Recognizing – The text says, and all flesh shall see the salvation of God. The Greek word used in this passage is ὁράω (horao). While it is translated as “see,” it involves an active receptivity, more in the sense of looking than merely having something overshadow us or cross our visual path. The danger is that we can close our eyes. Thus, we must remain active and receptive. We must look for salvation and redemption; we must seek it. It is a gift, but we must open our eyes and accustom ourselves to its light and to its ways.

Learning the ways of the faith is very much like learning a language. Until we learn the letters, the meaning of the words, and the grammar, a different language can look or sound like gibberish. For many today, the ways of faith are just that: gibberish. For us who believe, though, because we have been made ready for God, because we make straight his paths, because we reverence God and reject roughness, we are able to recognize our redemption and rejoice in its presence.

Do You Want to Have a Good Christmas? Then Listen Carefully to this Advent Message: “You Need a Savior!”

Advent-wreath-balls-w1-5One of the goals of Advent (in many ways a penitential season) is to meditate on our need for a savior. In daily Mass and in the Liturgy of the Hours, we read lengthy passages from Isaiah and the other prophets, who speak boldly and bluntly about the people’s sin. Some of the passages are even a bit humorous. Here are a few:

  1. Hear, O heavens! Listen, O earth! For the LORD has spoken: “I reared children and brought them up, but they have rebelled against me. The ox knows his master, the donkey his owner’s manger, but Israel does not know, my people do not understand.” Ah, sinful nation, a people loaded with guilt, a brood of evildoers, children given to corruption! They have forsaken the LORD; they have spurned the Holy One of Israel and turned their backs on him. Why should you be beaten anymore? Why do you persist in rebellion? Your whole head is injured, your whole heart afflicted. From the sole of your foot to the top of your head there is no soundness—only wounds and welts and open sores, not cleansed or bandaged or soothed with oil (Isaiah 1: 2-6).
  2. Hear this, O House of Jacob, called by the name Israel, sprung from the stock of Judah. You swear by the name of the Lord and invoke the God of Israel, but without sincerity or justice. …. I know that you are stubborn, that you neck is like an iron sinew and you forehead is bronze (Isaiah 48:1, 4).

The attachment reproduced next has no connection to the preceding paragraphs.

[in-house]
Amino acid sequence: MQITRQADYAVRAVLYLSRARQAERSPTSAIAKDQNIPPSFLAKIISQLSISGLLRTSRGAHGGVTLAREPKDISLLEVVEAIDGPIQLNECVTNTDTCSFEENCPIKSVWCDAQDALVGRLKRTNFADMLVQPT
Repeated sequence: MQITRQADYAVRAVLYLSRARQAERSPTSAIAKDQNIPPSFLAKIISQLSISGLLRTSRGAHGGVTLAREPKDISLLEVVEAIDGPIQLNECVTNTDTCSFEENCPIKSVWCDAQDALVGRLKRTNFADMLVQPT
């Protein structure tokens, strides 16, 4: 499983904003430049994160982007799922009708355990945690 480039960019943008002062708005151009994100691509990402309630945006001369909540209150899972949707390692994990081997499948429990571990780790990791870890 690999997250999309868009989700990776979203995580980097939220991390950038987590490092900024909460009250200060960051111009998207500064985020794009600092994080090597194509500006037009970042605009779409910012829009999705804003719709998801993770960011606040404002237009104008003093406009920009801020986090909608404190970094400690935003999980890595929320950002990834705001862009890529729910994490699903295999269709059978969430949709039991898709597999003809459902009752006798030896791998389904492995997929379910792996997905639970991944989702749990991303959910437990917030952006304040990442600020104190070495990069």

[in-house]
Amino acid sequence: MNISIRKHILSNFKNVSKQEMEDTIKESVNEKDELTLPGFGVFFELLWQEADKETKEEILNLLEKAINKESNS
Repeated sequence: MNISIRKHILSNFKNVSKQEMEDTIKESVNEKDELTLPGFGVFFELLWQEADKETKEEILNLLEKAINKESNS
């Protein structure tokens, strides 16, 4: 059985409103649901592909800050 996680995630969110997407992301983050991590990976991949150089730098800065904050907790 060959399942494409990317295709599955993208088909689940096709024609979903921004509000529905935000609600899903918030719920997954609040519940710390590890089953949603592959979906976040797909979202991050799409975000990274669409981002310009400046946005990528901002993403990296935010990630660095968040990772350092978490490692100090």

3. All of us have become like one who is unclean, and all our righteous acts are like filthy rags; we all shrivel up like a leaf, and like the wind our sins sweep us away. No one calls on your name or strives to lay hold of you; for you have hidden your face from us and made us waste away because of our sins. Yet, O LORD, you are our Father. We are the clay; you are the potter; we are all the work of your hand. … Oh, that you would rend the heavens and come down, that the mountains would tremble before you (Isaiah 64:6-8,1).

The problem is not just a collective one; each of us is personally sinful and needs a savior. If we are honest we must admit that we can be selfish, egotistical, rude, insensitive, prideful, lustful, greedy, unkind, and ungrateful. We can be dishonest, insincere, shallow, inconsistent, double-minded, and uncommitted. We can be stingy, selfish, petty, spiteful, hateful, wrathful, vengeful, and just plain mean. We struggle with laziness, indifference, worldliness, and lack of discipline. We routinely fail to give witness to Christ and to our faith. We fail to submit our will to God, to give good example, to act justly, to show mercy, and to repent. We fail to obey God, lead a holy life, stand up for justice, speak the truth, call sinners to Christ, and pray for others. Did I mention somewhere that we need a savior?

To a large extent, Advent lays out the bad news so that we appreciate the magnificence of the good news of a cure. This is to prepare us for a Christmas that is really the joyful “counterpoint” to sin. After a devoutly celebrated Advent, at Christmas we can declare with ancient Israel, Today is born our Savior, Christ the Lord! Advent sets the stage for Christmas joy by reminding us of the drama of sin that threatens to destroy us. Suddenly, Christ appears to cast out our ancient enemy! And then we can say, Today is born our Savior, Christ the Lord.

One of the great problems in the Church today is the suppression of the “bad news.” Many in the Church prefer not to talk clearly and directly about sin. If it is mentioned at all, it is usually by way of abstractions and generalities. The paradoxical result of this suppression is not a happier Church, but a lukewarm, in some ways sadder one. Largely gone are the religious festivals, the joyful processions, and the confident public expression of Catholic faith.